One of the takeaways from April should be that you can make just about any creature interesting by putting your own spin on it, either by playing up its role in the story, subverting the players’ expectations for it, or using its stats to make something that does what you need. Now that it’s May, I’m going to throw that right out the window. Not every creature is interesting. Heck, not every creature is even salvageable. Consider the zodar.
Zodars are mysterious to a fault. Their origins are unknown. Their goal is unknown. Their methods are unknown. Their reason for being in the 3E Fiend Folio is unknown, because they don’t seem to serve any sort of purpose. They’re a haphazard arrangement of numbers and words assembled as though by manatees pushing balls with monster powers on them. I can’t rightly understand why they exist or why they would be published, and I can’t see any way to use them without scrapping so much of their stats and background that I might as well have made something up on my own. They’re a master class in how not to design monsters.
Don’t take my word for it. Look at their stats. A zodiac is a CR 16 monster, which in 3E meant it was an appropriate challenge for L14-L17 characters, and they are always met alone, so we can consider it without the benefit of allies. Let’s compare it to the sample NPCs in the Dungeon Master’s Guide, which we know are underpowered compared to actual characters. Using these NPC as an example, the zodiac’s AC is laughably low and a front-line character will hit it with his or her first attack about 75% of the time. Its attack bonus is decent but its damage is on par with a CR 4 monster; for three rounds per day it can be much scarier, but it’s still almost impossible for it to kill a L16 tank with any sort of healer support. Its hit points are objectively terrible, but it only takes damage from bludgeoning weapons, so if the party only has mundane clubs the fight becomes a meaningless slog. Besides that, it has no combat abilities and nothing that makes fights dynamic. It’s a boring monster with a boring combat strategy.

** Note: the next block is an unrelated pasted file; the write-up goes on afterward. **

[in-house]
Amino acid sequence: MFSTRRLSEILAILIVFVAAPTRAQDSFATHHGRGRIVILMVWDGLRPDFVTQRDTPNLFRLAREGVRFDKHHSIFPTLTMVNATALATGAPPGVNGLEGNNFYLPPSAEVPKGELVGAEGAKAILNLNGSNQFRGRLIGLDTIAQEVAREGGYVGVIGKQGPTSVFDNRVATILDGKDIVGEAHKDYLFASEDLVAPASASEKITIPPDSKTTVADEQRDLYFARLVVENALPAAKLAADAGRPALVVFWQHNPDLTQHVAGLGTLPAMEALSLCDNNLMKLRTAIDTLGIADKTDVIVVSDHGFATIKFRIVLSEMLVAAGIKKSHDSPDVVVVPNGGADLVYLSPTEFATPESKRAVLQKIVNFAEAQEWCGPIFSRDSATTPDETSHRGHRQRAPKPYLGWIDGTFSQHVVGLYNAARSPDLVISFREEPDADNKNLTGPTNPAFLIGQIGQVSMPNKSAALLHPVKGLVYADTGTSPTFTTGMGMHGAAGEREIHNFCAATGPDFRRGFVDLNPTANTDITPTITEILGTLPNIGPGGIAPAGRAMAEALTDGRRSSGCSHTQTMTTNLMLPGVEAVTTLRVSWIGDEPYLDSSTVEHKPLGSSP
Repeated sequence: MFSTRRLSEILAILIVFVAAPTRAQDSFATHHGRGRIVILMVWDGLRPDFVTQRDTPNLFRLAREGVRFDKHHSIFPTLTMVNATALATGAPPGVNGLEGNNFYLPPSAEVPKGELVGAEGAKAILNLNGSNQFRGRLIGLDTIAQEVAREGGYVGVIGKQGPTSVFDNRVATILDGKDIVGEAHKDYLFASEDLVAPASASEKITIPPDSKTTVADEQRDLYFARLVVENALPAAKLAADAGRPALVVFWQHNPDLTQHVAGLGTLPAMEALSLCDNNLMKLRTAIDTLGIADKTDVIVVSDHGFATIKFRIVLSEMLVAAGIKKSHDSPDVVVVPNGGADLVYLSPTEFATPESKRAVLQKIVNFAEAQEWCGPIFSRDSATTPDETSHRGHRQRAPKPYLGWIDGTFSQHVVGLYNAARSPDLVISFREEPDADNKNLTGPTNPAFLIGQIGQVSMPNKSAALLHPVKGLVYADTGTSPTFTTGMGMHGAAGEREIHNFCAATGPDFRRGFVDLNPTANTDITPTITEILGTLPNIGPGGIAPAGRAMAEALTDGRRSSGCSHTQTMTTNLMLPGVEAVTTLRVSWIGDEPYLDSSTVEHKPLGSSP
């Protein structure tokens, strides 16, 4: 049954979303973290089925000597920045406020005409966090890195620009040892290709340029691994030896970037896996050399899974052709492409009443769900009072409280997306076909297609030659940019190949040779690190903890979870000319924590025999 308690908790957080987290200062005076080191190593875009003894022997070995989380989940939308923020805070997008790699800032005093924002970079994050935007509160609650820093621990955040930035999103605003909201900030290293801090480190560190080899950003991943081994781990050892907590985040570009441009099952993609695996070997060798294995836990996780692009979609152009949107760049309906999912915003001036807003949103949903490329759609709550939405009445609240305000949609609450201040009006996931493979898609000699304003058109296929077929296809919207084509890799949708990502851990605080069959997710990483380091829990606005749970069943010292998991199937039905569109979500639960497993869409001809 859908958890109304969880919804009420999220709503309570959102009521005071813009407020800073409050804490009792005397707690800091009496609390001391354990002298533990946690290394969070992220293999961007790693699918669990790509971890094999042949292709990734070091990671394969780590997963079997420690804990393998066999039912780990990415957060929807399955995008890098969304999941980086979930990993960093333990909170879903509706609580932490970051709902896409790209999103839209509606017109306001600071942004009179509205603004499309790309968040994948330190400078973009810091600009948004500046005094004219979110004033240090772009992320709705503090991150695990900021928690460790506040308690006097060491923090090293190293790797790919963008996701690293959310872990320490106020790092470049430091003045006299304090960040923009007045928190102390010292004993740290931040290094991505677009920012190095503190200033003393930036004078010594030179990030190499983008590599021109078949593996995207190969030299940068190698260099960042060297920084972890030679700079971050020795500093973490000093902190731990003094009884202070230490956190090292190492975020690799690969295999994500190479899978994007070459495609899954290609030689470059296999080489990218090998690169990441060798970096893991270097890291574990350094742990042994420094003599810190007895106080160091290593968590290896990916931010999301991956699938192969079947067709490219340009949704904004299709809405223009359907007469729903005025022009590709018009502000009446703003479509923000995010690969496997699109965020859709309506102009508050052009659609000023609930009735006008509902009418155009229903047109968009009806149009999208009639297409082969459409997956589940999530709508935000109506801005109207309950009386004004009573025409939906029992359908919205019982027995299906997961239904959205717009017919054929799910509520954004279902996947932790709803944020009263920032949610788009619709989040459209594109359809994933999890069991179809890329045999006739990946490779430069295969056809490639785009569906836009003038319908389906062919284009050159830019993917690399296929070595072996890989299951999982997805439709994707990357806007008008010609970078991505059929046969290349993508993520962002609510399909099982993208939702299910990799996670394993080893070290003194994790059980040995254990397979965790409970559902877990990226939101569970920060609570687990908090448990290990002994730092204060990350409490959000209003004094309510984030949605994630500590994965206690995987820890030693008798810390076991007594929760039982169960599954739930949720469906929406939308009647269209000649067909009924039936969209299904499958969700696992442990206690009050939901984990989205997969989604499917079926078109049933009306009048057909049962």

A bad monster can be saved by a good story; the zodar is not. As I said above, they exist, and that is most of what we (characters, players, and DMs) know about them. They can talk but only do do once every fifty or sixty years, and the one sentence they say is guaranteed to be important and is understood by everybody who can hear it. Sometimes they stumble upon an adventuring party and follow them around for no discernible reason, and that’s the only way they seem to interact with PCs. They don’t guard anything, they don’t hold ancient secrets, and they don’t offer any assistance.
It’s possible they’re the emissaries of some forgotten god, slowly observing and nudging history to a point where their master can return or take over. That would be a great background for them, and it would explain their once-per-year wish ability, which they tend to use only once per century in such a way that nobody even knows the zodiac did anything. But unfortunately, it’s impossible. See, despite being able to shadow PCs, speak on matters of great importance, and cast wish with intentional subtlety, zodars have no Intelligence score. They cannot think. But they’re also chaotic neutral, which means they want to advance entropy, but quietly, which they accomplish by not acting at all and not thinking about it in any way. I get the impression they needed another paragraph of backstory to explain everything, but they don’t have it, and without it they’re a mess.
When I discussed this with other DMs, one offered that zodars are a heavy-handed DM adjudication tool. They don’t help the party, they resist attempts to kill them out of spite, and they can push the players by word or deed into a specific course of action. I like them better as extensions of some godlike being, ceramic shells will no will but that imparted by a sleeping or imprisoned deity. They’re chaotic neutral because this creature is, they’re tough because they only sort of exist, and they’re standoffish because they’re being controlled via a slow, spotty mental link that gives them a lot of downtime with no commands. Whether they’re an intentional metagame bludgeon for the DM or Lovecraftian sock puppets, none of this is even alluded to within the monster entry. We have to look at the creature and invent some story for it, connecting unnumbered dots over and over until we get a shape that vaguely resembles something useful. We shouldn’t have to solve an ancient riddle before we can use a monster.
The zodar is, above all, boring, and that’s the worst thing a monster can be. No matter what backstory or purpose we invent for it, we’ve invented that. It’s because of our action, not the monster’s. The zodar itself resists all attempts to use it because of the hurdles we need to jump to give it a place, punishes characters for interacting with it through its unexplained defensive powers, demands deep investment from the DM and players, and relies solely on us to provide its payoff. It’s a thoroughly, almost aggressively bad monster.
At the beginning of the month, I asked why we don’t treat monsters more like characters, and I spent twenty-six posts giving examples of how to do it right. Luckily the zodar still fits this framework: whether it’s a monster or a character, if you see something this shoddy, throw it out and start over.
…in fact, I just might do that.